"Every day in intensive care units across the country, patients get aggressive, expensive treatment their caregivers know is not going to save their lives or make them better. California researchers now report this so-called “futile” care has a hidden price: It’s crowding out other patients who could otherwise survive, recover and get back to living their lives. Their study, in Critical Care Medicine, shows that patients who could benefit from intensive care in UCLA’s teaching hospital are having to wait hours and even days in the emergency room and in nearby community hospitals because ICU beds are occupied by patients receiving futile care.

Pharma tells the Federal Government: Transparency Works Both Ways

Peter Loftus
Wall Street Journal
Wed, 2014-08-27
"File this under ‘how ironic.’ Drug makers are asking for more transparency from the government agency that is requiring them to be more transparent about how much they pay doctors. The Pharmaceutical Research and Manufacturers of America, or PhRMA, is calling on the Centers for Medicare and Medicaid Services to further explain why the agency has removed one-third of the payment information from an online database that is due to be made public by Sept. 30. Earlier this month, CMS said it would withhold about one-third of the payment data from the so-called “Open Payments” system. The agency also said it would return the records to drug makers because they were “intermingled,” including the erroneous linking of payment information for some doctors to still other doctors with similar names.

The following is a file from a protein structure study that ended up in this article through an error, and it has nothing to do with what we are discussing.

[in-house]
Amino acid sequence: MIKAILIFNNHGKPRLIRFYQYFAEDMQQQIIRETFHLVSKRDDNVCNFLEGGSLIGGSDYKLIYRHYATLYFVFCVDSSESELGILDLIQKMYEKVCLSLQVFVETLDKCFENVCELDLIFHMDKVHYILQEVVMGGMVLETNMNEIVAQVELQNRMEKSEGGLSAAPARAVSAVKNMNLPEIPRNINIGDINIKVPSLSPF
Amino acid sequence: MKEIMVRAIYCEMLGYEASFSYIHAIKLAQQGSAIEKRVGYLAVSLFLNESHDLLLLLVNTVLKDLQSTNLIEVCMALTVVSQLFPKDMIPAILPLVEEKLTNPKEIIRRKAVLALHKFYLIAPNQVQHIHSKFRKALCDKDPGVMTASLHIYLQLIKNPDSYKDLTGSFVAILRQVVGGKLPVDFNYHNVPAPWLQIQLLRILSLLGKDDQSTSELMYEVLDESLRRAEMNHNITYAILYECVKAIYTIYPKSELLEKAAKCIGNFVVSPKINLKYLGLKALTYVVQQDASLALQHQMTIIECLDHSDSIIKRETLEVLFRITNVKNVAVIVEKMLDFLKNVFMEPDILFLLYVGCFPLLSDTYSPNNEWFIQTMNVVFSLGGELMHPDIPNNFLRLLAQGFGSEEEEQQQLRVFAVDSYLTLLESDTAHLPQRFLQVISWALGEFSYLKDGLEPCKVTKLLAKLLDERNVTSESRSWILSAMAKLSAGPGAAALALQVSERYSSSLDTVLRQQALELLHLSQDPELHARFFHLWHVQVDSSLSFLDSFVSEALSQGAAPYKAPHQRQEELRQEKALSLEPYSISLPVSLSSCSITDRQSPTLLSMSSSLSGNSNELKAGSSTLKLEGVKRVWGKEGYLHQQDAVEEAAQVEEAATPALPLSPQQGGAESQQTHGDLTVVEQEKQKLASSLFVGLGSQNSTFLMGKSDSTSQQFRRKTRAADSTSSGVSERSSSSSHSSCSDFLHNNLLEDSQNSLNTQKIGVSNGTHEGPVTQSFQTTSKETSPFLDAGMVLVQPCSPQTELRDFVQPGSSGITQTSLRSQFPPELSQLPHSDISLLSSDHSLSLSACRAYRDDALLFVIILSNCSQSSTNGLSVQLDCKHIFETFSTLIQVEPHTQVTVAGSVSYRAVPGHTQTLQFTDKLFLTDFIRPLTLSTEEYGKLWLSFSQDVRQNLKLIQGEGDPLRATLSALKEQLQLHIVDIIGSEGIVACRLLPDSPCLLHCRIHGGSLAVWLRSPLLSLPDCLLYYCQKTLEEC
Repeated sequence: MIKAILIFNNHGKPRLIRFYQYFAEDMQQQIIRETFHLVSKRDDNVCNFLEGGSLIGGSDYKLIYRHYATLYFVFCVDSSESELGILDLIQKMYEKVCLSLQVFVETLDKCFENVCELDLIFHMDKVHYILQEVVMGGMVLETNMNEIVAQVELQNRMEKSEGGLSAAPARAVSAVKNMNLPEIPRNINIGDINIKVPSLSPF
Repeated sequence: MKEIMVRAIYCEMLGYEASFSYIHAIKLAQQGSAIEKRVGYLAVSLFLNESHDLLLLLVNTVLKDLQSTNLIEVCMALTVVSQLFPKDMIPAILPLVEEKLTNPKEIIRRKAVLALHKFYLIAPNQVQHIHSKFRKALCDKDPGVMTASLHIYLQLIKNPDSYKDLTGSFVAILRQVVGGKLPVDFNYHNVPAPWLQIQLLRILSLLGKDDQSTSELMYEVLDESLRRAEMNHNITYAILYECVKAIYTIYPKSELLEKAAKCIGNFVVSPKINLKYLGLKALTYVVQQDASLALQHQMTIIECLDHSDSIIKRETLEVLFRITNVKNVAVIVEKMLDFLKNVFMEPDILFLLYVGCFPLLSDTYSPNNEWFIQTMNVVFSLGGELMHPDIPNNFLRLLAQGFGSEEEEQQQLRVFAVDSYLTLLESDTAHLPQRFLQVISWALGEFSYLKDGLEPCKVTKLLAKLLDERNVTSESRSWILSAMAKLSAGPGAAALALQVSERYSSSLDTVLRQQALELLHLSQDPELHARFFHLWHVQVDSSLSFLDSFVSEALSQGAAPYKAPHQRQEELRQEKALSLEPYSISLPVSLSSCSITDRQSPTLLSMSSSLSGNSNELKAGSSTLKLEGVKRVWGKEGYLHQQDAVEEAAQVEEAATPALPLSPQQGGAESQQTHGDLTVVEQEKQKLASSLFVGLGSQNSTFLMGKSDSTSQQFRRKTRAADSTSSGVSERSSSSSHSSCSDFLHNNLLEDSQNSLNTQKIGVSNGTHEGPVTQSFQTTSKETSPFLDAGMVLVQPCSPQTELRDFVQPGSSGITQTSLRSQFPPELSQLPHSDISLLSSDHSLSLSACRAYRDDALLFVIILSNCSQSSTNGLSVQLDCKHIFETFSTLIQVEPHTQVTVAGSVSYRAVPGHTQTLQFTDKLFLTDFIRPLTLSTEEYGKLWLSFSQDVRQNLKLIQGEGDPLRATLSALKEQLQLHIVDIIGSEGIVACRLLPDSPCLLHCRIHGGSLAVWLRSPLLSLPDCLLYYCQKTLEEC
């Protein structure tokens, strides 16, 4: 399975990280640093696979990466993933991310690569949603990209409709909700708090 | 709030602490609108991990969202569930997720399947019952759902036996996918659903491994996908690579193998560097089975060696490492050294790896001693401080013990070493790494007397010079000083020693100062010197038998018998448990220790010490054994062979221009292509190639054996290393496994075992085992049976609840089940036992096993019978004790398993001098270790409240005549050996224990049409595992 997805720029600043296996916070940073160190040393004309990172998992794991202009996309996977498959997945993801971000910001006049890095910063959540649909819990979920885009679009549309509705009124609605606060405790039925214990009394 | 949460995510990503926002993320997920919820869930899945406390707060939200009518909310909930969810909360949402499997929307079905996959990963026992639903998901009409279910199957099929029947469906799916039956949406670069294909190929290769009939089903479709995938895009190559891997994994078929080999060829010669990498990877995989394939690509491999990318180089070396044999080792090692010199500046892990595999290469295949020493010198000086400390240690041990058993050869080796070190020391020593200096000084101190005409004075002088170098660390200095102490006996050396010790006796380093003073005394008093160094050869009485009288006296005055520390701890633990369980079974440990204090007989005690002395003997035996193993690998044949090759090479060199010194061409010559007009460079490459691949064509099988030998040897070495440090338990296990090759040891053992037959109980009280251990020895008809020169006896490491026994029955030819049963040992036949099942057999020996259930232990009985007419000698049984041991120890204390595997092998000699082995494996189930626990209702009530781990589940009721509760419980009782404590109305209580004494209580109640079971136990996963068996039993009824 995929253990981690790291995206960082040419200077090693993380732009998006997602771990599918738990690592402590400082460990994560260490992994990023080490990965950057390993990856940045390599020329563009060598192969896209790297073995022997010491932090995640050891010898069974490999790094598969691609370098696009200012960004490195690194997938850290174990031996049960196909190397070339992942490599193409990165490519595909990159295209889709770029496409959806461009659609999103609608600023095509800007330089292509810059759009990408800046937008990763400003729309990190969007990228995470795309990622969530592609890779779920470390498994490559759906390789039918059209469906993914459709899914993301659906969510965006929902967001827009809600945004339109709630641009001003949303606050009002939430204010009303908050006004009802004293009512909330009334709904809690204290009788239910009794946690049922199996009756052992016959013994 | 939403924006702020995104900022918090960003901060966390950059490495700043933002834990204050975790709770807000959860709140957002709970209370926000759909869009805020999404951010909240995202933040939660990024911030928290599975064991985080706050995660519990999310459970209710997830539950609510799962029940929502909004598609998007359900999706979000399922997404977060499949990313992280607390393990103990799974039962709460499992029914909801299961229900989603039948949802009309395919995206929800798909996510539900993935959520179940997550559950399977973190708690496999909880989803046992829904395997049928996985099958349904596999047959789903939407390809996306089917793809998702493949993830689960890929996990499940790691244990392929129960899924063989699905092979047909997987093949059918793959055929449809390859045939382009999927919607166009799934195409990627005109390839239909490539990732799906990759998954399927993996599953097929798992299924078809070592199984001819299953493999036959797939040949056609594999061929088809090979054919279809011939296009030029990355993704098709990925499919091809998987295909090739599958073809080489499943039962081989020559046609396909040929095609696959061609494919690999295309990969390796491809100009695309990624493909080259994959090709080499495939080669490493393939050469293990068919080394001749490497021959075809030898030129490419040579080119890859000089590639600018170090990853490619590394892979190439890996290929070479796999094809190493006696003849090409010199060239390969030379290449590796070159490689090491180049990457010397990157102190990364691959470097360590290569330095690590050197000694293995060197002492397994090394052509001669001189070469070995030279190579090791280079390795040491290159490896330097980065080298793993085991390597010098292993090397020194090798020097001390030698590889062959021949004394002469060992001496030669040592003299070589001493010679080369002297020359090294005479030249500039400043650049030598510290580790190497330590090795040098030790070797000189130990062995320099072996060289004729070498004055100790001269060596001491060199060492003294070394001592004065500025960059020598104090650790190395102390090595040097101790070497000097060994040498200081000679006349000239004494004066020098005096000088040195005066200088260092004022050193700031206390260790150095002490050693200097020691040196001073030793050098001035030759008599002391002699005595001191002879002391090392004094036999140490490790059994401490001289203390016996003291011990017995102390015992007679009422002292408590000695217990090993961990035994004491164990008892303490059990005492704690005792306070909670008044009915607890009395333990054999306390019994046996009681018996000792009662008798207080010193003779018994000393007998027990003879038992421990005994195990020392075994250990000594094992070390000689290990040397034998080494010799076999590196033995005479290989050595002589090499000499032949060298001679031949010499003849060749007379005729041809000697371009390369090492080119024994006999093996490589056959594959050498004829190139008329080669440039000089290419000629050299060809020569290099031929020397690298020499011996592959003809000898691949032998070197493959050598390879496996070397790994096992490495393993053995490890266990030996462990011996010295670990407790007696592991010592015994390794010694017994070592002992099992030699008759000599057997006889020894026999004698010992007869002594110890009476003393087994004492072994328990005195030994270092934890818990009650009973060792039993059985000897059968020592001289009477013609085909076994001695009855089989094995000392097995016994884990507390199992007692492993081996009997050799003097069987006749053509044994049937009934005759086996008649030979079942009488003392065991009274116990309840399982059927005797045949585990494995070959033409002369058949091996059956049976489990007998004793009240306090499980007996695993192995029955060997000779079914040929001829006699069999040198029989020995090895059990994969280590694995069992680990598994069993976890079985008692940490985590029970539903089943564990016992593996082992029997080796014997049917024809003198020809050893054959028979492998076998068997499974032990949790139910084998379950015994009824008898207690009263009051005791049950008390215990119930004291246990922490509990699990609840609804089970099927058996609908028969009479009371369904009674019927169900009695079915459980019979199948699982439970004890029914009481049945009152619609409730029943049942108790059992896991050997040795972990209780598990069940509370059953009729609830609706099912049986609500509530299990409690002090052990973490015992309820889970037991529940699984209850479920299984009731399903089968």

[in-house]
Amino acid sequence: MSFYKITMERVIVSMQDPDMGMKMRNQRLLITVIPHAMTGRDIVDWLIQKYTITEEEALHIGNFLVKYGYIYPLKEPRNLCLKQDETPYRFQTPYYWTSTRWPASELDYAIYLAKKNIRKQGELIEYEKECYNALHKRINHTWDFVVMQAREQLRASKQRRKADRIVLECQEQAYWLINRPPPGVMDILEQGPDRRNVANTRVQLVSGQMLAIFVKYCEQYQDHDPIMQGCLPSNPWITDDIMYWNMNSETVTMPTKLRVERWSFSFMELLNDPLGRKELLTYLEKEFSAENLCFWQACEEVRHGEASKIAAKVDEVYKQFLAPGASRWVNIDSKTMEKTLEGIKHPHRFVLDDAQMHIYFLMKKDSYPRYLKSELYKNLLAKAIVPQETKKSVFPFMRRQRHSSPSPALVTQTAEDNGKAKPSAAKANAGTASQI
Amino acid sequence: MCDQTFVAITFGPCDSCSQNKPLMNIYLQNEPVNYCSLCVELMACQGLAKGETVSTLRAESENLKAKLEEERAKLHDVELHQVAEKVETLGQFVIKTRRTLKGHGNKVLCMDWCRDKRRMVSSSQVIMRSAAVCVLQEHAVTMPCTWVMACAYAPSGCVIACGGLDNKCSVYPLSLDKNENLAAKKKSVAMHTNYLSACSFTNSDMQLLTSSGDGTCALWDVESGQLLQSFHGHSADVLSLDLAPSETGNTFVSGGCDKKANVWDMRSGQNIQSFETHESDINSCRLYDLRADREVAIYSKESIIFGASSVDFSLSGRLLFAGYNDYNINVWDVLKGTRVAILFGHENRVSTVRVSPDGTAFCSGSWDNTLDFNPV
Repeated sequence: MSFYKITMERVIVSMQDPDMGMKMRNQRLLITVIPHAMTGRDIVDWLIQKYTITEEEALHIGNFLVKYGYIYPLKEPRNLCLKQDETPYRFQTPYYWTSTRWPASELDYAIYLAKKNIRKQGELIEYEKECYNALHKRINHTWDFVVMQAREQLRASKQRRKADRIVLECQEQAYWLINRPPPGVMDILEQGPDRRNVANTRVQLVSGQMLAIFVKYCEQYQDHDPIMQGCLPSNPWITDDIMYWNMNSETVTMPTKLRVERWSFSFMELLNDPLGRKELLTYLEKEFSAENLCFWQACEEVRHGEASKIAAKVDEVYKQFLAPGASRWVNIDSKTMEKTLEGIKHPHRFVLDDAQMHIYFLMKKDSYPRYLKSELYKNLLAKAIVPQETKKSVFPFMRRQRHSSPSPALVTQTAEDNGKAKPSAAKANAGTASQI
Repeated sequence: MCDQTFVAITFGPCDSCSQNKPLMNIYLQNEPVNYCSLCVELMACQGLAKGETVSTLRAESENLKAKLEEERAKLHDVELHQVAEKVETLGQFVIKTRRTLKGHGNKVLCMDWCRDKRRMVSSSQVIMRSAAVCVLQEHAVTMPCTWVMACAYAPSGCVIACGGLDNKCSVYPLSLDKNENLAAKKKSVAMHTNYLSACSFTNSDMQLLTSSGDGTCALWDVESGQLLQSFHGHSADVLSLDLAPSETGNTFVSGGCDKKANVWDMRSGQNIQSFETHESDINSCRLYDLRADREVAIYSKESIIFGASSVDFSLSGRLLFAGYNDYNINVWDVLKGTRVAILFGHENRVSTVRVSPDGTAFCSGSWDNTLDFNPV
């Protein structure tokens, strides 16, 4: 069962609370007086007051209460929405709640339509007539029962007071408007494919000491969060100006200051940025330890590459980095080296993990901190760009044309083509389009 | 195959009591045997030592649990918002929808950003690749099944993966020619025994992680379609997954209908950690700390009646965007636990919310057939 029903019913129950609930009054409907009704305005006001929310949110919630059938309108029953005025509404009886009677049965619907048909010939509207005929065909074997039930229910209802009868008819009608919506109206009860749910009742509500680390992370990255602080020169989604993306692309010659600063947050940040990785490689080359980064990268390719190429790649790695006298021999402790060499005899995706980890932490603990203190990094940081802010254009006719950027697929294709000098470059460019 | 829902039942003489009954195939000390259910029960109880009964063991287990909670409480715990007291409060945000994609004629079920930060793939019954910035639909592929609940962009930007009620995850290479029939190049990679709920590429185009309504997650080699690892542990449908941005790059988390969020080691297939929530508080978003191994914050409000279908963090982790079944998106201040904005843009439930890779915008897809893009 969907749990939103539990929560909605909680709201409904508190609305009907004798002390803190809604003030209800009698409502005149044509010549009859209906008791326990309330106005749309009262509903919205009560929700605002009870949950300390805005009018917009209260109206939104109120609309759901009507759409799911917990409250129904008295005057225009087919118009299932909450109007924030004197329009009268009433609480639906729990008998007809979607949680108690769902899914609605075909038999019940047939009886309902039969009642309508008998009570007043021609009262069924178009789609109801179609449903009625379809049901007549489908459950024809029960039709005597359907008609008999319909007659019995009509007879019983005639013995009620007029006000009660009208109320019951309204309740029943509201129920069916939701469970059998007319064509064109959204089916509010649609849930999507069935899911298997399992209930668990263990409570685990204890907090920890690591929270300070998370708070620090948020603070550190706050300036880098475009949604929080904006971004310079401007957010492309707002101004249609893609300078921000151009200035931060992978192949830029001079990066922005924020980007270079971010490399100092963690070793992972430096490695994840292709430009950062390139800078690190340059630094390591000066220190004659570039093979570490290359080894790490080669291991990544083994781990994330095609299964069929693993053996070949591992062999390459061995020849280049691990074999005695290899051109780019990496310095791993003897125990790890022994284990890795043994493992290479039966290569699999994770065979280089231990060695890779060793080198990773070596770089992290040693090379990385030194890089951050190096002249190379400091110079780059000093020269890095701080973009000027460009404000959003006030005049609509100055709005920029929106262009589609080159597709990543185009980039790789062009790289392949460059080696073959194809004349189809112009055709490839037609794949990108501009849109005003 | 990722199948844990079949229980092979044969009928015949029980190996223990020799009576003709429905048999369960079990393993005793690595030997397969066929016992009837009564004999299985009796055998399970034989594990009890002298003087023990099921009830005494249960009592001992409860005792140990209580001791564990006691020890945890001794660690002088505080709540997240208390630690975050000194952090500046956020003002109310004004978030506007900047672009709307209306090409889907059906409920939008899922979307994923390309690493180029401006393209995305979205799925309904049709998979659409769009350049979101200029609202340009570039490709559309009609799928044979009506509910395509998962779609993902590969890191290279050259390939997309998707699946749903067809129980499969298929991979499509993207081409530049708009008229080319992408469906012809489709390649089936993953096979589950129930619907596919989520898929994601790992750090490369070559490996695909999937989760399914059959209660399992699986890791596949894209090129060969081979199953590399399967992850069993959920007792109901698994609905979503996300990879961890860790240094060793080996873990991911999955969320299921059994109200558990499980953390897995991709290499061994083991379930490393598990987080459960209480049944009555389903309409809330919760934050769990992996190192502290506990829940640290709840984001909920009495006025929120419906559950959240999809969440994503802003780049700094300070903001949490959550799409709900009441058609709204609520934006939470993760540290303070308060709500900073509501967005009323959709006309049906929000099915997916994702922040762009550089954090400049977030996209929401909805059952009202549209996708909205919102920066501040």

Verizon supporting telemedicine clinical trials

Mohana Ravindranath
Washington Post
Sat, 2014-08-23
"Verizon is making a bet that telemedicine — a term for virtually administered medical care — could provide a big business opportunity. The company recently announced it was providing private network services to the University of Virginia and Stanford University for a study on a so-called “artificial pancreas” — a series of devices that could monitor glucose levels in Type 1 diabetics and automatically release insulin into the body. For the past few years, Verizon has been supporting universities as they perform clinical trials on telemedicine, providing them with the required network services. Verizon declined to share the financial terms of these agreements, though it said it was providing a private wireless network and data center services, among other services. The artificial pancreas uses a tiny glucose monitor, inserted under the skin, which relays glucose levels to a smartphone.

FDA vs. right to try: Our view

Editorial board
USA Today
Tue, 2014-08-19
"The deadly Ebola outbreak spreading through Africa is so extreme, it is driving health officials to do something that they would instinctively resist in normal circumstances: Subject patients to unproven experimental drugs. The drugs are risky. Some have not even been tested on humans. Even so, a World Health Organization ethics committee just declared such use ethical, and its reasoning is hard to dispute, at least for patients who would otherwise die. Some chance is better than none, even with unknown side effects. Too bad American patients suffering from terminal illnesses have so much trouble getting the same chance. The process for getting experimental drugs is so daunting that fewer than 1,000 people sought and got federal approval to take such drugs last year. Food and Drug Administration rules require patients to clear a series of hurdles. First, they and their doctors must find a company to provide its drug.